Visit to Core Resources lab

MIWATCH Research Officer Sibele Nascimento shares her recent visit to Core Resources' lab and observations on her flotation experiment.

In March I had the pleasure of visiting Core Resources which is a specialist metallurgical laboratory and process engineering group. In our project, we are characterising mineralogically complex tailings from Tasmania and testing the potential for cobalt extraction. One part of this work is to conduct flotation and leaching experiments which is what we are performing with the Core Resources team. The testwork is essential to establish if cobalt extraction could be a technically feasible rehabilitation option for the site.

These tests I observed (Test A and Test B) at the Core Resources labs were the first flotation experiments on these particular tailings. Therefore, the main goal here was not to obtain a high grade and/or high recovery concentrate, but to understand how pyrite would behave with the reagents tested and what adjustments would be required in the next flotation steps.

Bench scale flotation cell
Figure 1 – Bench scale flotation cell used for the flotation tests. 
  • Test A was divided into 4 stages and performed at pH 8. In the 1st, 2nd and 3rd stages, potassium amyl xanthate (PAX) was added as a strong collector to concentrate pyrite. In 3rd and 4th stages, a few drops of methyl isobutyl carbinol (MIBC) frother was added to stabilize the froth.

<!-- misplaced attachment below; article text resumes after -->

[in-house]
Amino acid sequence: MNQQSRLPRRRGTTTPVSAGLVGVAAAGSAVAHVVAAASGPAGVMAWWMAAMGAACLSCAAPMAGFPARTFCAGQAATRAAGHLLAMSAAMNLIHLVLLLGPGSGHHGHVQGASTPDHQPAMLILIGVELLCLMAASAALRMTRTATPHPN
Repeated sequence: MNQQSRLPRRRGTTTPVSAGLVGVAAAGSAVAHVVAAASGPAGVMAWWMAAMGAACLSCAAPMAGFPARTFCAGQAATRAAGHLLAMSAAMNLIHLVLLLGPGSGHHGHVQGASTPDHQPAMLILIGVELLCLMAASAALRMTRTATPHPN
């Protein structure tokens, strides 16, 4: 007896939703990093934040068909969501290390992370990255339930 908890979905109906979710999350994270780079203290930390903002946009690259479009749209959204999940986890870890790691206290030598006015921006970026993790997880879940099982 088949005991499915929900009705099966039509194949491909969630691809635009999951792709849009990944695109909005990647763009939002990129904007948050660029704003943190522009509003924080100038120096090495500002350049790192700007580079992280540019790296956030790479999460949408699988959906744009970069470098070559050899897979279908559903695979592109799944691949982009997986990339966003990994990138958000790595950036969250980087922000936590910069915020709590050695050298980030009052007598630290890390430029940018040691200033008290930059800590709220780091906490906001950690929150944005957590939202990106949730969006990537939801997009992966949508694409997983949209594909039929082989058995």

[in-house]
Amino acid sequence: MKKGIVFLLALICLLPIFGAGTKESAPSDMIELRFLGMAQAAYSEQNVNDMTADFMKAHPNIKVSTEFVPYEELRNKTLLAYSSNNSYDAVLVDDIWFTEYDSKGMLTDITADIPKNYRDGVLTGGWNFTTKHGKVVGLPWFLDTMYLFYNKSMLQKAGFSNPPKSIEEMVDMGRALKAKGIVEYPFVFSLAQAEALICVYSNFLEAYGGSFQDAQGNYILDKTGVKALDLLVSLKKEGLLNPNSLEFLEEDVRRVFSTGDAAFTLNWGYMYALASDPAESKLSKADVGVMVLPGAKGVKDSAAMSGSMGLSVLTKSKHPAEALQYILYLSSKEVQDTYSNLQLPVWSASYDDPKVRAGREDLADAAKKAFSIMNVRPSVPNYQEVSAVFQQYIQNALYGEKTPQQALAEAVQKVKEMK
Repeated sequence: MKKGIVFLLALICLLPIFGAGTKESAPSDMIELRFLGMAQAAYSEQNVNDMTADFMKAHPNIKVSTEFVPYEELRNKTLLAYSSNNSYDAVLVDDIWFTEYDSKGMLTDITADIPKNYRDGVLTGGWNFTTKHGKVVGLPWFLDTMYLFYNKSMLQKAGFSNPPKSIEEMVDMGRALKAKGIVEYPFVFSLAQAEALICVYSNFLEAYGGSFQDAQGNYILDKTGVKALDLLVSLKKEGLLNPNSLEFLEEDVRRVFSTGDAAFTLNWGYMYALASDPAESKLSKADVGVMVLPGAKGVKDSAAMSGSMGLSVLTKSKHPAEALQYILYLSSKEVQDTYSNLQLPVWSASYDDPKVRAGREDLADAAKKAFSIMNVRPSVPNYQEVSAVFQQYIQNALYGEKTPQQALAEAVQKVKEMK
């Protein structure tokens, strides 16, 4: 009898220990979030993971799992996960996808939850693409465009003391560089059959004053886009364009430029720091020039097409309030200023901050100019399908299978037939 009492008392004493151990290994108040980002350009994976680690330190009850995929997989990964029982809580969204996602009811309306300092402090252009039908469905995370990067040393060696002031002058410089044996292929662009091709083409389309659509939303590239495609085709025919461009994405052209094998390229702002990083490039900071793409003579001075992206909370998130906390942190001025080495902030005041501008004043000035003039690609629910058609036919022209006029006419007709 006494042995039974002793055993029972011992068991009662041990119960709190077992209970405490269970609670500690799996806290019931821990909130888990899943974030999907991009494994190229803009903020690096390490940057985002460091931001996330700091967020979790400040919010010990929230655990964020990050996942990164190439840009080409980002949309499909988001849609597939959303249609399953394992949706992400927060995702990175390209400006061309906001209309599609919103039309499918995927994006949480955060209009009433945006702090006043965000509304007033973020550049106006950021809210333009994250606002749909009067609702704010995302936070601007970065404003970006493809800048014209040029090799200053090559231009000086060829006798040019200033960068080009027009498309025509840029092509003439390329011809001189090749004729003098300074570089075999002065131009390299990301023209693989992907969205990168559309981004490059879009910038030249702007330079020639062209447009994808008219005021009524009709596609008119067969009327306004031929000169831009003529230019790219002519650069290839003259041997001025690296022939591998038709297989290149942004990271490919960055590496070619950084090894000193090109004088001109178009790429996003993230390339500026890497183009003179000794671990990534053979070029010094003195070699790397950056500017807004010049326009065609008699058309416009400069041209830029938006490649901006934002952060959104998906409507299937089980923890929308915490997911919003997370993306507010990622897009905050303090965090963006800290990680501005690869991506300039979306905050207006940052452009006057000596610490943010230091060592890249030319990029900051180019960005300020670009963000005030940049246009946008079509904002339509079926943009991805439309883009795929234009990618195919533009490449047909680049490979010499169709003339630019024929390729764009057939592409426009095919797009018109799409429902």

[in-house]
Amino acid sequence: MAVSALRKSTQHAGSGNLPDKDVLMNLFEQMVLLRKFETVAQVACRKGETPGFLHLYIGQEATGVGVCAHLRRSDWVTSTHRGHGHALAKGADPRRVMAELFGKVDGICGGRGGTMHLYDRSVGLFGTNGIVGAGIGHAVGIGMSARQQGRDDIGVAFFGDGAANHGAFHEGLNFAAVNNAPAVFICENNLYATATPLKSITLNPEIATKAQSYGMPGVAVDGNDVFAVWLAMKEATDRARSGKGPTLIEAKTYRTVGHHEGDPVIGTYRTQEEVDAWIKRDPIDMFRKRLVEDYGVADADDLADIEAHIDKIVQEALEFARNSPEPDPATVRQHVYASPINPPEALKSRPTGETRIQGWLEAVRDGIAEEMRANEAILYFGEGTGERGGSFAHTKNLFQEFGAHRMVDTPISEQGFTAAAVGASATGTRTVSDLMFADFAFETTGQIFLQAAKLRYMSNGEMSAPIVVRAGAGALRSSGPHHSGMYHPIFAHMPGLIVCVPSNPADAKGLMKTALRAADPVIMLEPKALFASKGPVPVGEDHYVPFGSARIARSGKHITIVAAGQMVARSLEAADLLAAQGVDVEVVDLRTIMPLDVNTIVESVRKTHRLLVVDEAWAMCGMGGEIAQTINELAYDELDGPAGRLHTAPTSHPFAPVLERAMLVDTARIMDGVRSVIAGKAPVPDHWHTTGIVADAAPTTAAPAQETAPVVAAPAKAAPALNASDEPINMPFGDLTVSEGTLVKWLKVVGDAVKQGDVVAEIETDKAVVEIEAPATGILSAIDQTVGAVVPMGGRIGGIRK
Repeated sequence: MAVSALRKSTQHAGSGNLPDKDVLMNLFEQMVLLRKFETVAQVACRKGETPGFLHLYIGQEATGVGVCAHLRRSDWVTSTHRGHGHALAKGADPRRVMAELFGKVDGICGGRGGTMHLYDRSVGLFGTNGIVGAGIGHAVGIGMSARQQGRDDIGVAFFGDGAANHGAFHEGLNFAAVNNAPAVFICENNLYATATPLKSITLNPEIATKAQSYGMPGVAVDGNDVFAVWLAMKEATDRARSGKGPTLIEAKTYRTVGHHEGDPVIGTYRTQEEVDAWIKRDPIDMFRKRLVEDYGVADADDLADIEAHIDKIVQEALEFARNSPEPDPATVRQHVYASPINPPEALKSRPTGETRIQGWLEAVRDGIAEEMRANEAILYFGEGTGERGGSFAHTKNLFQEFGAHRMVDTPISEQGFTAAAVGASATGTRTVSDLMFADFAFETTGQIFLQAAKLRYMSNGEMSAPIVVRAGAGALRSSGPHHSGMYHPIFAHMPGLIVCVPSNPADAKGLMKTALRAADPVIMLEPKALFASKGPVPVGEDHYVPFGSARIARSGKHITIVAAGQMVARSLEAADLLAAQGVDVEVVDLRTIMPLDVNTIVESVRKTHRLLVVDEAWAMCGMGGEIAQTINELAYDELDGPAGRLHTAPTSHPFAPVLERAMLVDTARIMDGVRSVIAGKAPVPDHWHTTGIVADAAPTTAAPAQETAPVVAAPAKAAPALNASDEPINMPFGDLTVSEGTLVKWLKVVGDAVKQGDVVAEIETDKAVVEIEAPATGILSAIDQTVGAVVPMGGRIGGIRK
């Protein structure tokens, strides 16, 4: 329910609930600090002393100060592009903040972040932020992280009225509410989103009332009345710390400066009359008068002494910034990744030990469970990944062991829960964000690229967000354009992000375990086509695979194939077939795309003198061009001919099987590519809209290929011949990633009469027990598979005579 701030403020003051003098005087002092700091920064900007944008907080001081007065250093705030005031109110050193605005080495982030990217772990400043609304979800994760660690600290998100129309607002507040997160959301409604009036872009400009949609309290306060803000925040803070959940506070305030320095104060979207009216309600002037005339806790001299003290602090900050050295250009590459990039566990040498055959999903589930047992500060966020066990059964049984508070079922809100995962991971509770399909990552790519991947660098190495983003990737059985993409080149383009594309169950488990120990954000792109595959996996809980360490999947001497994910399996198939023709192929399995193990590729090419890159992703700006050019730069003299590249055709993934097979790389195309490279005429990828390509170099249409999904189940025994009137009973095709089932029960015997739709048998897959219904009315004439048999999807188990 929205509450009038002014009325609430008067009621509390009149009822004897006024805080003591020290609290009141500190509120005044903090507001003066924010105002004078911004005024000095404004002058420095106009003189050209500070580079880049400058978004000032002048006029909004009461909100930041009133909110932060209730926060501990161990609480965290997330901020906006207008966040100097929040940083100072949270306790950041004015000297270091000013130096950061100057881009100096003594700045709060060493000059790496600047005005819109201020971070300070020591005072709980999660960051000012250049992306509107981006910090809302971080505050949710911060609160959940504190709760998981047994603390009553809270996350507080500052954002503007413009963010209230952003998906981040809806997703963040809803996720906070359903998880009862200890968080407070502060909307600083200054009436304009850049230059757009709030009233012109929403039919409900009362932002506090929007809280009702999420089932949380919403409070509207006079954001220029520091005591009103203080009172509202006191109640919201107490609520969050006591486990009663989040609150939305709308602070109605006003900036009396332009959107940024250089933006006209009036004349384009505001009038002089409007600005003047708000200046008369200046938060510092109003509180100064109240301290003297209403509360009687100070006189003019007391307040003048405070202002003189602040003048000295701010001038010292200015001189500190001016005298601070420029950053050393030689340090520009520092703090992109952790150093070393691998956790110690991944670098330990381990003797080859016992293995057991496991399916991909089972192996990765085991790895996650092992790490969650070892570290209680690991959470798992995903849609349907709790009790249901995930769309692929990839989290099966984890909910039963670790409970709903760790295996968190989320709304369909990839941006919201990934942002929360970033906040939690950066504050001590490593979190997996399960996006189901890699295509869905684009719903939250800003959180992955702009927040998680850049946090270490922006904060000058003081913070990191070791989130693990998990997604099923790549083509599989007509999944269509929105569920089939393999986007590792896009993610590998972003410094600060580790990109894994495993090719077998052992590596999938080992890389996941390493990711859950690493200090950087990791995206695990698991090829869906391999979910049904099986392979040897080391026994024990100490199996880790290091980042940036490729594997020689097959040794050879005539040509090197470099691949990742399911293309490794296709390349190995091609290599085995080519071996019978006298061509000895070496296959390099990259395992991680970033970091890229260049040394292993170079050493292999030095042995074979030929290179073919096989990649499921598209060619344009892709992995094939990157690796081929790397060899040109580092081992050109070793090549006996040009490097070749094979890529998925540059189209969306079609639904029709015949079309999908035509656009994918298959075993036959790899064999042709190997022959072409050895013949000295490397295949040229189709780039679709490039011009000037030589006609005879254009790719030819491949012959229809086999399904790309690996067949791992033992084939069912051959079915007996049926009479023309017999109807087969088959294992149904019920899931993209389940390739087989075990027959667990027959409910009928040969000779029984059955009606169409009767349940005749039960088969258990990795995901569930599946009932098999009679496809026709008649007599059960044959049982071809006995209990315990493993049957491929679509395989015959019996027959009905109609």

• Test B was also divided into 4 stages with pH once again kept to 8. The difference here was that an activator was used before the collector and frother. Copper sulphate (CuSO4) was the activator added in the 1st stage. PAX was added in the 1st, 2nd and 3rd stages. The MIBC frother was incorporated in the 3rd and 4th stages.
Different stages of concentrate flotation test A
Figure 2 – Test A flotation tests on historic tailings samples. This test used PAX as collector and a MIBC frother to stabilise the slurry. High concentrations of pyrite were observed at 1st and 2nd stages. 
Different stages of concentrate flotation test B
Figure 3 – Test B flotation tests on historic tailings samples.  In this test CuSO4 was usedas an activator, with PAX and MIBC as collectors and frother respectively.

Whilst chemical assay and mineralogical results are pending, some conclusions can be drawn based on visual observation of the concentrate.

  • In Test A, the 1st stage flotation produced a high pyrite concentrate as indicated by the golden colour, whereas in stages 2, 3, and 4 pyrite concentrations are likely to have dropped considerably.
  • In Test B, the distinct pyrite colour was observed in patches, indicating that the pyrite concentration was well distributed across concentrates produced at each stage.
Side-by-side comparison between Test A and B high pyrite concentrations
Figure 4 – In Test A we observed high pyrite concentrations the 1st flotation stag as indicated by the concentrates golden colour. In contrast, in Test B pyrite appears to be evenly distributed across concentrates.   

This visit gave me a great opportunity to understand how to design my own flotation experiments on mine tailings sourced from our Queensland tailings sites. One of the Core Resources experts defined flotation as an “art” because each person has their own ability of doing it and no experiment will be exactly like the other. Samples could be seen as our canvas, reagents our ink and the concentrates the final art. As I love these types of analogies, I couldn’t agree more.

Sibele Nascimento
Sibele Nascimento

I left their labs extremely excited and inspired to do my own flotation experiments and my own pieces of “art”, with support from colleagues at the JKMRC Flotation Chemistry team. Stay tuned for updates on our tailings flotation experiments in the coming months.

Last updated:
20 April 2023